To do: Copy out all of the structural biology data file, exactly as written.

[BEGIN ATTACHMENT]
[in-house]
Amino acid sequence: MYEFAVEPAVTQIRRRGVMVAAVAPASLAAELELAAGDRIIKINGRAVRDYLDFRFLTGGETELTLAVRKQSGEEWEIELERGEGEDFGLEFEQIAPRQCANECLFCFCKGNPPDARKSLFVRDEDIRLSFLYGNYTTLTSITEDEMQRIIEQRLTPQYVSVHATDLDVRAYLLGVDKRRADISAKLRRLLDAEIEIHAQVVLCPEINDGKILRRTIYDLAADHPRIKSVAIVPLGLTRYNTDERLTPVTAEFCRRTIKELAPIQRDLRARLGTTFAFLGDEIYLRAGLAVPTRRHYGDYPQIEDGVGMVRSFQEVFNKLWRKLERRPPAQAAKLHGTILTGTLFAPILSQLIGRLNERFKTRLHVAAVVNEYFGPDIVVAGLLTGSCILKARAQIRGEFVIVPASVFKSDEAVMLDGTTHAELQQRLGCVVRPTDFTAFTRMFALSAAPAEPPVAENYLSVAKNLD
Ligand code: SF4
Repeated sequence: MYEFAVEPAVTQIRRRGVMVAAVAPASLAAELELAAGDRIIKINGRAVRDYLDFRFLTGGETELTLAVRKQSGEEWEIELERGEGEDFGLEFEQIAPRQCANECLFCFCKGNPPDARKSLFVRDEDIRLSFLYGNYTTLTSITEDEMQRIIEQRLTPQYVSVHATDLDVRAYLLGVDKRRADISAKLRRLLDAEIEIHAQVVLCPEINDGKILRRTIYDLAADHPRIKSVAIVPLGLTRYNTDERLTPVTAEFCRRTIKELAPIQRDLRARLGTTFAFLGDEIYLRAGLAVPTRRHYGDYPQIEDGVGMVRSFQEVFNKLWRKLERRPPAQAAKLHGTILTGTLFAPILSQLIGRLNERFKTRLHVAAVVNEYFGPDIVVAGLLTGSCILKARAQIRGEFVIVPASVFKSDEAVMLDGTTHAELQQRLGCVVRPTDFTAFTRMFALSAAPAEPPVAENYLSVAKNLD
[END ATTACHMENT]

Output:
[in-house]
Amino acid sequence: MYEFAVEPAVTQIRRRGVMVAAVAPASLAAELELAAGDRIIKINGRAVRDYLDFRFLTGGETELTLAVRKQSGEEWEIELERGEGEDFGLEFEQIAPRQCANECLFCFCKGNPPDARKSLFVRDEDIRLSFLYGNYTTLTSITEDEMQRIIEQRLTPQYVSVHATDLDVRAYLLGVDKRRADISAKLRRLLDAEIEIHAQVVLCPEINDGKILRRTIYDLAADHPRIKSVAIVPLGLTRYNTDERLTPVTAEFCRRTIKELAPIQRDLRARLGTTFAFLGDEIYLRAGLAVPTRRHYGDYPQIEDGVGMVRSFQEVFNKLWRKLERRPPAQAAKLHGTILTGTLFAPILSQLIGRLNERFKTRLHVAAVVNEYFGPDIVVAGLLTGSCILKARAQIRGEFVIVPASVFKSDEAVMLDGTTHAELQQRLGCVVRPTDFTAFTRMFALSAAPAEPPVAENYLSVAKNLD
Ligand code: SF4
Repeated sequence: MYEFAVEPAVTQIRRRGVMVAAVAPASLAAELELAAGDRIIKINGRAVRDYLDFRFLTGGETELTLAVRKQSGEEWEIELERGEGEDFGLEFEQIAPRQCANECLFCFCKGNPPDARKSLFVRDEDIRLSFLYGNYTTLTSITEDEMQRIIEQRLTPQYVSVHATDLDVRAYLLGVDKRRADISAKLRRLLDAEIEIHAQVVLCPEINDGKILRRTIYDLAADHPRIKSVAIVPLGLTRYNTDERLTPVTAEFCRRTIKELAPIQRDLRARLGTTFAFLGDEIYLRAGLAVPTRRHYGDYPQIEDGVGMVRSFQEVFNKLWRKLERRPPAQAAKLHGTILTGTLFAPILSQLIGRLNERFKTRLHVAAVVNEYFGPDIVVAGLLTGSCILKARAQIRGEFVIVPASVFKSDEAVMLDGTTHAELQQRLGCVVRPTDFTAFTRMFALSAAPAEPPVAENYLSVAKNLD